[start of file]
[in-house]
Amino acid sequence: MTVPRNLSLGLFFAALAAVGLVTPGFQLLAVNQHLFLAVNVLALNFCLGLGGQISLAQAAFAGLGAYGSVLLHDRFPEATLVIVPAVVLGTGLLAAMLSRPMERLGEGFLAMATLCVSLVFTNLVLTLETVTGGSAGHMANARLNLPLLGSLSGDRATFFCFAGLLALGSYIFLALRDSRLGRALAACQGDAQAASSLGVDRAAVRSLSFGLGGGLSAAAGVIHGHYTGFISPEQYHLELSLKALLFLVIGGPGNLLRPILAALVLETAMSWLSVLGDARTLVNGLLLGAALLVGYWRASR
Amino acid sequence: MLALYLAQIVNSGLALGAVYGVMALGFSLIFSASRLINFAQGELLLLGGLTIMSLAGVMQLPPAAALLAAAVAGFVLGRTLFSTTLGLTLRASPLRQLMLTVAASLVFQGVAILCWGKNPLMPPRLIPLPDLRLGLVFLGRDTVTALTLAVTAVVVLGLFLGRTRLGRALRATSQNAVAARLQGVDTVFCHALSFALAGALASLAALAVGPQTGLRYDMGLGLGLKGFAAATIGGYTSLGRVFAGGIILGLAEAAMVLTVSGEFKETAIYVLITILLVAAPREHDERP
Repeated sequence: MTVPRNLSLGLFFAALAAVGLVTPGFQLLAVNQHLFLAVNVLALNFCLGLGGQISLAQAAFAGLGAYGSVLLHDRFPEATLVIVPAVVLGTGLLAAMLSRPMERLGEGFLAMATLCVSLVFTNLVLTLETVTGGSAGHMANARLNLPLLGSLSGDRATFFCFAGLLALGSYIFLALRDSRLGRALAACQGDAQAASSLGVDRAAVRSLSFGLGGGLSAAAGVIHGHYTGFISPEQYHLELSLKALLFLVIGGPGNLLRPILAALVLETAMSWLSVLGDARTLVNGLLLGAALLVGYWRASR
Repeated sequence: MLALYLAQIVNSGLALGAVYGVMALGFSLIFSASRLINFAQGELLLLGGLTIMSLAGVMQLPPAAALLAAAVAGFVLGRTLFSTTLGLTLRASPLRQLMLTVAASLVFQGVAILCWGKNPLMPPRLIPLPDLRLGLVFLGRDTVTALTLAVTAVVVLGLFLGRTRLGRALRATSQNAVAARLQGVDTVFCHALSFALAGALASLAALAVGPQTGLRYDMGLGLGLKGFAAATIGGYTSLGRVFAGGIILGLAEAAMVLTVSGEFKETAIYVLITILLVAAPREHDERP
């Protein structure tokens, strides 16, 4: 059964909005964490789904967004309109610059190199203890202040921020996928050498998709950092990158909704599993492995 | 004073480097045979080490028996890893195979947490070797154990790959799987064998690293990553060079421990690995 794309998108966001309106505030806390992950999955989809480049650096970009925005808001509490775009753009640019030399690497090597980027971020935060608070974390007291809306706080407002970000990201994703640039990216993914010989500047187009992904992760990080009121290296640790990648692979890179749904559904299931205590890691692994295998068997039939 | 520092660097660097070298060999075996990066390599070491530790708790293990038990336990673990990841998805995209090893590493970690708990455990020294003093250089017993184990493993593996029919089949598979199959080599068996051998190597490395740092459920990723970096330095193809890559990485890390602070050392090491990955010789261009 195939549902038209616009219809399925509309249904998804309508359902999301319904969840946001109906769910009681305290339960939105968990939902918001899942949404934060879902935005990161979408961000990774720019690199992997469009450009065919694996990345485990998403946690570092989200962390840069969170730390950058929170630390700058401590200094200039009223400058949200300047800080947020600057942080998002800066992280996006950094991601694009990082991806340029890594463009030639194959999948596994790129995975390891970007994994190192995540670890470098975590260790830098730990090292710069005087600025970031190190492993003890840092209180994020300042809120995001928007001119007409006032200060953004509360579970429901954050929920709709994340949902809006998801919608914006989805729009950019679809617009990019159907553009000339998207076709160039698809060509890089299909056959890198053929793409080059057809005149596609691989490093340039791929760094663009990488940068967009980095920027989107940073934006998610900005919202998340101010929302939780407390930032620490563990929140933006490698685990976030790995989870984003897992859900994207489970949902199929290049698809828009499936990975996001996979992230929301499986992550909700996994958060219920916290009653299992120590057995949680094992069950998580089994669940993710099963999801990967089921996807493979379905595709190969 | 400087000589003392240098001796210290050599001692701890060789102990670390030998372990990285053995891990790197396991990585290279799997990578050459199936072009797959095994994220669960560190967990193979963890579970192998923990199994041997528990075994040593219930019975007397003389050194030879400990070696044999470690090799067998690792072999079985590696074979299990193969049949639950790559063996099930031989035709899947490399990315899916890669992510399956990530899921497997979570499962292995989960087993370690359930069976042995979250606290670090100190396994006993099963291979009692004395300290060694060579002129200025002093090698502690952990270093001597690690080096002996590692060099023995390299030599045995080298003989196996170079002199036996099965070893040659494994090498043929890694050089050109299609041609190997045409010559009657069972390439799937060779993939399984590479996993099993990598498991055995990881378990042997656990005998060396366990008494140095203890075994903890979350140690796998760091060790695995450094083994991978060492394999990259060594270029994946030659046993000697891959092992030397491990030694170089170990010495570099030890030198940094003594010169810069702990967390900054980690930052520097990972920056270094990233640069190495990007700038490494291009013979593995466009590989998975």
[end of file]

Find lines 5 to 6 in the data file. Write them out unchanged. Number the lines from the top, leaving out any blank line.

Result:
Repeated sequence: MLALYLAQIVNSGLALGAVYGVMALGFSLIFSASRLINFAQGELLLLGGLTIMSLAGVMQLPPAAALLAAAVAGFVLGRTLFSTTLGLTLRASPLRQLMLTVAASLVFQGVAILCWGKNPLMPPRLIPLPDLRLGLVFLGRDTVTALTLAVTAVVVLGLFLGRTRLGRALRATSQNAVAARLQGVDTVFCHALSFALAGALASLAALAVGPQTGLRYDMGLGLGLKGFAAATIGGYTSLGRVFAGGIILGLAEAAMVLTVSGEFKETAIYVLITILLVAAPREHDERP
């Protein structure tokens, strides 16, 4: 059964909005964490789904967004309109610059190199203890202040921020996928050498998709950092990158909704599993492995 | 004073480097045979080490028996890893195979947490070797154990790959799987064998690293990553060079421990690995 794309998108966001309106505030806390992950999955989809480049650096970009925005808001509490775009753009640019030399690497090597980027971020935060608070974390007291809306706080407002970000990201994703640039990216993914010989500047187009992904992760990080009121290296640790990648692979890179749904559904299931205590890691692994295998068997039939 | 520092660097660097070298060999075996990066390599070491530790708790293990038990336990673990990841998805995209090893590493970690708990455990020294003093250089017993184990493993593996029919089949598979199959080599068996051998190597490395740092459920990723970096330095193809890559990485890390602070050392090491990955010789261009 195939549902038209616009219809399925509309249904998804309508359902999301319904969840946001109906769910009681305290339960939105968990939902918001899942949404934060879902935005990161979408961000990774720019690199992997469009450009065919694996990345485990998403946690570092989200962390840069969170730390950058929170630390700058401590200094200039009223400058949200300047800080947020600057942080998002800066992280996006950094991601694009990082991806340029890594463009030639194959999948596994790129995975390891970007994994190192995540670890470098975590260790830098730990090292710069005087600025970031190190492993003890840092209180994020300042809120995001928007001119007409006032200060953004509360579970429901954050929920709709994340949902809006998801919608914006989805729009950019679809617009990019159907553009000339998207076709160039698809060509890089299909056959890198053929793409080059057809005149596609691989490093340039791929760094663009990488940068967009980095920027989107940073934006998610900005919202998340101010929302939780407390930032620490563990929140933006490698685990976030790995989870984003897992859900994207489970949902199929290049698809828009499936990975996001996979992230929301499986992550909700996994958060219920916290009653299992120590057995949680094992069950998580089994669940993710099963999801990967089921996807493979379905595709190969 | 400087000589003392240098001796210290050599001692701890060789102990670390030998372990990285053995891990790197396991990585290279799997990578050459199936072009797959095994994220669960560190967990193979963890579970192998923990199994041997528990075994040593219930019975007397003389050194030879400990070696044999470690090799067998690792072999079985590696074979299990193969049949639950790559063996099930031989035709899947490399990315899916890669992510399956990530899921497997979570499962292995989960087993370690359930069976042995979250606290670090100190396994006993099963291979009692004395300290060694060579002129200025002093090698502690952990270093001597690690080096002996590692060099023995390299030599045995080298003989196996170079002199036996099965070893040659494994090498043929890694050089050109299609041609190997045409010559009657069972390439799937060779993939399984590479996993099993990598498991055995990881378990042997656990005998060396366990008494140095203890075994903890979350140690796998760091060790695995450094083994991978060492394999990259060594270029994946030659046993000697891959092992030397491990030694170089170990010495570099030890030198940094003594010169810069702990967390900054980690930052520097990972920056270094990233640069190495990007700038490494291009013979593995466009590989998975």